Split screens in Word for Easy Reading

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Split screens in Word for Easy Reading

Post by Euphonium »

This is something I found today: pressing Alt+Ctrl+S splits screens in Word so you can read tossups and bonuses without scrolling excessively. Thought this might be helpful to all the electronic readers out there!
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Re: Split screens in Word for Easy Reading

Post by dtaylor4 »

In older version of word, one can go "Window -> New Window" to achieve a similar effect.

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Re: Split screens in Word for Easy Reading

Post by Eddie »

Another thing that I like to do is to have one copy of the packet open in MS Word and have another open in Windows Explorer using the preview button. It's a bit more of a hassle since you have to Alt-Tab after every question, but some people prefer having a larger window so you can zoom in and make the text bigger.
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Re: Split screens in Word for Easy Reading

Post by Adventure Temple Trail »


In Office 2007, the non-shortcut for this is "View -> Split"; on Mac Word it's "Window -> Split"; in Adobe PDF you have to settle for "Window -> New Window." Doing this is an essential step to reading on screen, which can easily shave 3-4 minutes of the time it takes you to complete a round. (At a certain point, my conditioned response to anyone on a laptop asking "How do I--" became to instinctively declare "WINDOW -> SPLIT." It's not wrong much of the time.)
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Re: Split screens in Word for Easy Reading

Post by UlyssesInvictus »

I prefer to use Eddie's strategy, mainly for the font thing he described and since alt-tab feels more natural. I don't even bother with Explorer--it takes 20 seconds to Ctrl-A, Ctrl-C, open a new Word file, Ctrl-P, and scroll to the bonuses. Same with pdfs, though in that case I might have to copy the original file.
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Re: Split screens in Word for Easy Reading

Post by Cody »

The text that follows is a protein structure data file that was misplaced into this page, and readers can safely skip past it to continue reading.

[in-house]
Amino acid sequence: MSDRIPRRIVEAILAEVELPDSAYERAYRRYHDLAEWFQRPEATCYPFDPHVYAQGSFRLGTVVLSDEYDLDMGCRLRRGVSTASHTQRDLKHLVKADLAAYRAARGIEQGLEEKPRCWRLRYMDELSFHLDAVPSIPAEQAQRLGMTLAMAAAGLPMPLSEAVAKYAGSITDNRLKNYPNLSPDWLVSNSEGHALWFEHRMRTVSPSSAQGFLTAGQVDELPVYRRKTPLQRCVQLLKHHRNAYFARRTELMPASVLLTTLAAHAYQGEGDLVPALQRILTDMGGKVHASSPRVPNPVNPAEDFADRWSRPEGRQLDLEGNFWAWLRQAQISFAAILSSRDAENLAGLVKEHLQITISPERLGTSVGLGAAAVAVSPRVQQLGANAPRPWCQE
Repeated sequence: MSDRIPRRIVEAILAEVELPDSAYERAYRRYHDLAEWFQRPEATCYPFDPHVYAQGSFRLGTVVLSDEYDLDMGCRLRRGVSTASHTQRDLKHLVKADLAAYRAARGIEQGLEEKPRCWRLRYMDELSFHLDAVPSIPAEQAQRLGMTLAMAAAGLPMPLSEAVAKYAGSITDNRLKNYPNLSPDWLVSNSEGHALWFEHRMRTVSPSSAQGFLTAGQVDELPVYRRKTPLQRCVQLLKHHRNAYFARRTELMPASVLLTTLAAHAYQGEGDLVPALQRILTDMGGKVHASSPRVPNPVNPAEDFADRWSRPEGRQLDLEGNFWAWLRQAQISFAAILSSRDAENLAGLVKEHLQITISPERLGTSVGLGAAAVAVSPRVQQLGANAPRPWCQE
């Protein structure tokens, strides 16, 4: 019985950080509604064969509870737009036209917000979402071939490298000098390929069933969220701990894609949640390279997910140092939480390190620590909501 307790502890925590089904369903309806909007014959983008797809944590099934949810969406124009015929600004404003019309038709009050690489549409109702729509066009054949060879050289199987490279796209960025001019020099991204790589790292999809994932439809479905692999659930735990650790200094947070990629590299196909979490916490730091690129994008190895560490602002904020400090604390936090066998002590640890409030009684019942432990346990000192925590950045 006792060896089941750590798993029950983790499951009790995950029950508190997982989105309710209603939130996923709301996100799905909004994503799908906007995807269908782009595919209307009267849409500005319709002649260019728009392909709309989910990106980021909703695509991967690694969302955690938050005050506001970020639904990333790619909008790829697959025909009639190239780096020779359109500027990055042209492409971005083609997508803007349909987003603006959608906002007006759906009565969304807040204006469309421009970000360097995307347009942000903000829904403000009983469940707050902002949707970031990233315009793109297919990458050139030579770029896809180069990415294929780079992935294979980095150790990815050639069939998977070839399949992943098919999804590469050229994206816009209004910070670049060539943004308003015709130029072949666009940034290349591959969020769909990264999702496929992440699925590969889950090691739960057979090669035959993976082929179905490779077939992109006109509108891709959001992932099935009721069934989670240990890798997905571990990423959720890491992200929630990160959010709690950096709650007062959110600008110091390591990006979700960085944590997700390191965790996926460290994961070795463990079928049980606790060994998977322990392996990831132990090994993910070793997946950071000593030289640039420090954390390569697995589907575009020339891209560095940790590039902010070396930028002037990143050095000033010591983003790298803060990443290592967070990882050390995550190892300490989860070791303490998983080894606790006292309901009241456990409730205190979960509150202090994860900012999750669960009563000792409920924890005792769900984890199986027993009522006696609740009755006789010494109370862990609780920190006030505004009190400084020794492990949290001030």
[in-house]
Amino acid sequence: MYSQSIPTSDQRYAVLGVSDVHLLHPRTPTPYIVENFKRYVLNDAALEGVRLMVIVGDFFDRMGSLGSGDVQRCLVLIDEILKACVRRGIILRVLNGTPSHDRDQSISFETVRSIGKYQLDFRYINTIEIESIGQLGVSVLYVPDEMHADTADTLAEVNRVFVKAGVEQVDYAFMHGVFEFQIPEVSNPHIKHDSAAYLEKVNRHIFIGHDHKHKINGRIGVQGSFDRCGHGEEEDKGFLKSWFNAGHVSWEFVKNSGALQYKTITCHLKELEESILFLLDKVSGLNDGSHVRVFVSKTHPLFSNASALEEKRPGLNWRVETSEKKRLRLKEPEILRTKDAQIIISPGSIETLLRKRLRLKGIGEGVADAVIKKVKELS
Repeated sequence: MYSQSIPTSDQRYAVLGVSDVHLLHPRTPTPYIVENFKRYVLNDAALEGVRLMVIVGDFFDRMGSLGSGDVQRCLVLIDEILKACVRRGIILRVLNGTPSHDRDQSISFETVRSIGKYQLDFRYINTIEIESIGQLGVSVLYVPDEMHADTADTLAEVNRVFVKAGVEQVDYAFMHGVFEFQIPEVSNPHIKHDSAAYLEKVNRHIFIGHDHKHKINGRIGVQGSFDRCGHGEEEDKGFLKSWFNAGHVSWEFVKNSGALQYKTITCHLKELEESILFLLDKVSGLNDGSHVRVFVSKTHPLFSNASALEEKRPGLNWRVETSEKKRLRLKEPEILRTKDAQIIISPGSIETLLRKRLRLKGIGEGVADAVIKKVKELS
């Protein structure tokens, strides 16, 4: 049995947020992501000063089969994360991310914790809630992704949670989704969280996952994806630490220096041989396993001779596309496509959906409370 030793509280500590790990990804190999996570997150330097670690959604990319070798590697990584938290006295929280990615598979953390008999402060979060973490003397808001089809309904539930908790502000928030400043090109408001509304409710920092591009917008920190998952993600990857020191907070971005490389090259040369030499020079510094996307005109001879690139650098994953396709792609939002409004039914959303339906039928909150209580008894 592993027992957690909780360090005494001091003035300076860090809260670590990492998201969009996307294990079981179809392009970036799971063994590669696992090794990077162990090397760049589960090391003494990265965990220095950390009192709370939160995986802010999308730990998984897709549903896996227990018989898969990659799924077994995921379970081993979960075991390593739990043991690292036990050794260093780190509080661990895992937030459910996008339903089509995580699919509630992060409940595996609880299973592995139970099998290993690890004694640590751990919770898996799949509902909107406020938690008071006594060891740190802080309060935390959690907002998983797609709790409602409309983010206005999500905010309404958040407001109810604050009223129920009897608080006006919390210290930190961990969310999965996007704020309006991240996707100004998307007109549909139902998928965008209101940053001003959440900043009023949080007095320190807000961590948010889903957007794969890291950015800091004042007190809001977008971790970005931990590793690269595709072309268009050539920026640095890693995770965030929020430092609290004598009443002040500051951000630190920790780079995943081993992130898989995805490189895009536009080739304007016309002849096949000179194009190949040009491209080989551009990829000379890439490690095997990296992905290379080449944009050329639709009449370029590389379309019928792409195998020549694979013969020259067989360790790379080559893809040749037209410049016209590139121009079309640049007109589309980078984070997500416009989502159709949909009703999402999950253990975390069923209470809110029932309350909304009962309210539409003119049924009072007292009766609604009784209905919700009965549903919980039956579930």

Using View (or Window in Adobe) -> New Window is objectively better because you can then position the windows side-by-side if you have a large enough screen and/or are not hard of sight. This lets you have way more questions on the screen at once and is far less annoying than a split window (your horizontal resolution is always much better than your vertical resolution, so you aren't wasting a ton of space this way). On Windows this is easily achieved using the Win+Left and Win+Right key combinations on each window.
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Re: Split screens in Word for Easy Reading

Post by Auks Ran Ova »

If you do prefer the horizontal split and don't want to deal with alt-tabbing, Foxit Reader is a much better option for PDFs, because in addition to not running like hot garbage, it allows you to split-screen one document like Word.
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Re: Split screens in Word for Easy Reading

Post by ScoBo »

I always double-clicked the little horizontal line that appears above the scroll bar to split the screen, although this doesn't appear to exist in Word 2013. Nice to know there is a keyboard shortcut for that.

It also helps to hide the whitespace that appears at page breaks in the default "print layout" view by double clicking the space between adjacent pages. (I can't find a keyboard shortcut for this. Ctrl-Alt-N to go to draft view seems to achieve a similar effect acceptable for packet reading)

I don't read off a laptop very often since most area tournaments still use paper, but when I do, I've always set up the screen to show split screen tossups and bonuses, probably because it seems more efficient to have both on the screen simultaneously. I zoom in so that the text is decently large while still ensuring the top half shows at least one full tossup and the bottom half shows at least one full bonus. I scroll down to the next tossup while I'm starting to read the lead-in to the bonus (and vice versa) so that I can seamlessly transition to the next question. This does require using the mouse to (at a minimum) switch between the two halves, and does require a little multitasking since I'm scrolling one half of the packet while reading the other. I can see how the Alt+Tab method could eliminate needing to touch the mouse and keep my focus on one half of the packet, so I may have to try that at the next paperless tournament I staff to see if I like that better.

For those who prefer the Alt+Tab method, in Word 2007 (and presumably later) you can go to View -> New Window (or press Alt - W - N in that order) to get a second Word window with the same document, without having to make a second copy of the document or use a presumably less flexible "preview" view.
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